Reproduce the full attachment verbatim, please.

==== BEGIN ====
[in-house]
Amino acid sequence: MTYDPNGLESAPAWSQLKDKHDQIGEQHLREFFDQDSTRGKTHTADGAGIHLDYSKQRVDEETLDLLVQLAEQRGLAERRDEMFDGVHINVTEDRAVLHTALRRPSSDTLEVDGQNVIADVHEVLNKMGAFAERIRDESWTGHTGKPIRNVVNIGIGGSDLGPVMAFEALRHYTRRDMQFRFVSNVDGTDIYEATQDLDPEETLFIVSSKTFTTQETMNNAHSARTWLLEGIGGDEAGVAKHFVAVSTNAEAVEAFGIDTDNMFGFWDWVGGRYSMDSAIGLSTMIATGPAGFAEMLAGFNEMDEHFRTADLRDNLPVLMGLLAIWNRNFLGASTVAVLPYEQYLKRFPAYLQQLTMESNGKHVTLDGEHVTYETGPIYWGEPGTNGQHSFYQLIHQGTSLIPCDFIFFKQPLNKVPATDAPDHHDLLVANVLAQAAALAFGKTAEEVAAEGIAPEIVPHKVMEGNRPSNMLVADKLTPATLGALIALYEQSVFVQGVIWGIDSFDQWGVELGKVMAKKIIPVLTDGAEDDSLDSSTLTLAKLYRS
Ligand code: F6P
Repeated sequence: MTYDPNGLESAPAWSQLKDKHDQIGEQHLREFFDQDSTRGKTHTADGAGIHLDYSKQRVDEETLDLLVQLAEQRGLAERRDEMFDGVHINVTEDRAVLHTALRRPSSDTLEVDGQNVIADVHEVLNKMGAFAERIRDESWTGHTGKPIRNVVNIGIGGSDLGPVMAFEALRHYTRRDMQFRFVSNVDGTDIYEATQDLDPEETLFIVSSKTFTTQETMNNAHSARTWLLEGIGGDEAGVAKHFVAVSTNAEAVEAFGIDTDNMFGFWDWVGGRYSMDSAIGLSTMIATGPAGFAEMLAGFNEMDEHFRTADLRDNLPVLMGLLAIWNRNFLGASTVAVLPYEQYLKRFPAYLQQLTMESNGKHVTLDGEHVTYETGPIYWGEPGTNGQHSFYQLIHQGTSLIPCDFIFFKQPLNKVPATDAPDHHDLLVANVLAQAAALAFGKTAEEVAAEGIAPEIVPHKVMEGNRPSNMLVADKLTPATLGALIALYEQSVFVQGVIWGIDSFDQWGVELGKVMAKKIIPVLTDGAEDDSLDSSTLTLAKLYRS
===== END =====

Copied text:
[in-house]
Amino acid sequence: MTYDPNGLESAPAWSQLKDKHDQIGEQHLREFFDQDSTRGKTHTADGAGIHLDYSKQRVDEETLDLLVQLAEQRGLAERRDEMFDGVHINVTEDRAVLHTALRRPSSDTLEVDGQNVIADVHEVLNKMGAFAERIRDESWTGHTGKPIRNVVNIGIGGSDLGPVMAFEALRHYTRRDMQFRFVSNVDGTDIYEATQDLDPEETLFIVSSKTFTTQETMNNAHSARTWLLEGIGGDEAGVAKHFVAVSTNAEAVEAFGIDTDNMFGFWDWVGGRYSMDSAIGLSTMIATGPAGFAEMLAGFNEMDEHFRTADLRDNLPVLMGLLAIWNRNFLGASTVAVLPYEQYLKRFPAYLQQLTMESNGKHVTLDGEHVTYETGPIYWGEPGTNGQHSFYQLIHQGTSLIPCDFIFFKQPLNKVPATDAPDHHDLLVANVLAQAAALAFGKTAEEVAAEGIAPEIVPHKVMEGNRPSNMLVADKLTPATLGALIALYEQSVFVQGVIWGIDSFDQWGVELGKVMAKKIIPVLTDGAEDDSLDSSTLTLAKLYRS
Ligand code: F6P
Repeated sequence: MTYDPNGLESAPAWSQLKDKHDQIGEQHLREFFDQDSTRGKTHTADGAGIHLDYSKQRVDEETLDLLVQLAEQRGLAERRDEMFDGVHINVTEDRAVLHTALRRPSSDTLEVDGQNVIADVHEVLNKMGAFAERIRDESWTGHTGKPIRNVVNIGIGGSDLGPVMAFEALRHYTRRDMQFRFVSNVDGTDIYEATQDLDPEETLFIVSSKTFTTQETMNNAHSARTWLLEGIGGDEAGVAKHFVAVSTNAEAVEAFGIDTDNMFGFWDWVGGRYSMDSAIGLSTMIATGPAGFAEMLAGFNEMDEHFRTADLRDNLPVLMGLLAIWNRNFLGASTVAVLPYEQYLKRFPAYLQQLTMESNGKHVTLDGEHVTYETGPIYWGEPGTNGQHSFYQLIHQGTSLIPCDFIFFKQPLNKVPATDAPDHHDLLVANVLAQAAALAFGKTAEEVAAEGIAPEIVPHKVMEGNRPSNMLVADKLTPATLGALIALYEQSVFVQGVIWGIDSFDQWGVELGKVMAKKIIPVLTDGAEDDSLDSSTLTLAKLYRS